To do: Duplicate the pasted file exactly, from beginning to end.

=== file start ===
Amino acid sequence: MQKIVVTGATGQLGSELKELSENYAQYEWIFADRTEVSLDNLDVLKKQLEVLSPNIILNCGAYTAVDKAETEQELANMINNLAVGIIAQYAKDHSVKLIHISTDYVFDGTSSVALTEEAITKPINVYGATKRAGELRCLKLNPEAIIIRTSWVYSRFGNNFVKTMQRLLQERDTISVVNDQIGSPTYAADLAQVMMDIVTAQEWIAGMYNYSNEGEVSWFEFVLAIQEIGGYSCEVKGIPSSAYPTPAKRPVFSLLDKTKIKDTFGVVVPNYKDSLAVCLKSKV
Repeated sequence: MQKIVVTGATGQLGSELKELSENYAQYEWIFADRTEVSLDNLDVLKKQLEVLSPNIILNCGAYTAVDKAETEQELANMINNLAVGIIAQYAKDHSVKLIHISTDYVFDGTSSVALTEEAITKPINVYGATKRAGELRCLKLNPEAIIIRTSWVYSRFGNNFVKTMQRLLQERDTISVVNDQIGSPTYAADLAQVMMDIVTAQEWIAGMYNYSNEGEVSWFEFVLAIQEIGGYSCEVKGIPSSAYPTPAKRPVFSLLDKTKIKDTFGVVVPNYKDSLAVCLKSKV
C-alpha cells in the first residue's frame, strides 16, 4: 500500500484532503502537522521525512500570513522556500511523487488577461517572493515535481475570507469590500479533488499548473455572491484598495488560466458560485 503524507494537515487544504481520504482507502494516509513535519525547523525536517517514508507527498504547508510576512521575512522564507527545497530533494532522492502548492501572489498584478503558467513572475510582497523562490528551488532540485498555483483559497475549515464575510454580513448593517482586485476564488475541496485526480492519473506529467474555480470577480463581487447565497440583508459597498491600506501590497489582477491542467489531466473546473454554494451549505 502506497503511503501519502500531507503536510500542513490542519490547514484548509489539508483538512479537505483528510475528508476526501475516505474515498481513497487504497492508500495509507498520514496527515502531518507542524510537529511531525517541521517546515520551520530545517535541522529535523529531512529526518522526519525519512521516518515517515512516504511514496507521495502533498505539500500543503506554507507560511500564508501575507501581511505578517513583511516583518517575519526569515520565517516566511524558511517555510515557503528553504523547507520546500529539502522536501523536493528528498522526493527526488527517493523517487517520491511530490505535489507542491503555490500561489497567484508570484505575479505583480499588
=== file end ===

Amino acid sequence: MQKIVVTGATGQLGSELKELSENYAQYEWIFADRTEVSLDNLDVLKKQLEVLSPNIILNCGAYTAVDKAETEQELANMINNLAVGIIAQYAKDHSVKLIHISTDYVFDGTSSVALTEEAITKPINVYGATKRAGELRCLKLNPEAIIIRTSWVYSRFGNNFVKTMQRLLQERDTISVVNDQIGSPTYAADLAQVMMDIVTAQEWIAGMYNYSNEGEVSWFEFVLAIQEIGGYSCEVKGIPSSAYPTPAKRPVFSLLDKTKIKDTFGVVVPNYKDSLAVCLKSKV
Repeated sequence: MQKIVVTGATGQLGSELKELSENYAQYEWIFADRTEVSLDNLDVLKKQLEVLSPNIILNCGAYTAVDKAETEQELANMINNLAVGIIAQYAKDHSVKLIHISTDYVFDGTSSVALTEEAITKPINVYGATKRAGELRCLKLNPEAIIIRTSWVYSRFGNNFVKTMQRLLQERDTISVVNDQIGSPTYAADLAQVMMDIVTAQEWIAGMYNYSNEGEVSWFEFVLAIQEIGGYSCEVKGIPSSAYPTPAKRPVFSLLDKTKIKDTFGVVVPNYKDSLAVCLKSKV
C-alpha cells in the first residue's frame, strides 16, 4: 500500500484532503502537522521525512500570513522556500511523487488577461517572493515535481475570507469590500479533488499548473455572491484598495488560466458560485 503524507494537515487544504481520504482507502494516509513535519525547523525536517517514508507527498504547508510576512521575512522564507527545497530533494532522492502548492501572489498584478503558467513572475510582497523562490528551488532540485498555483483559497475549515464575510454580513448593517482586485476564488475541496485526480492519473506529467474555480470577480463581487447565497440583508459597498491600506501590497489582477491542467489531466473546473454554494451549505 502506497503511503501519502500531507503536510500542513490542519490547514484548509489539508483538512479537505483528510475528508476526501475516505474515498481513497487504497492508500495509507498520514496527515502531518507542524510537529511531525517541521517546515520551520530545517535541522529535523529531512529526518522526519525519512521516518515517515512516504511514496507521495502533498505539500500543503506554507507560511500564508501575507501581511505578517513583511516583518517575519526569515520565517516566511524558511517555510515557503528553504523547507520546500529539502522536501523536493528528498522526493527526488527517493523517487517520491511530490505535489507542491503555490500561489497567484508570484505575479505583480499588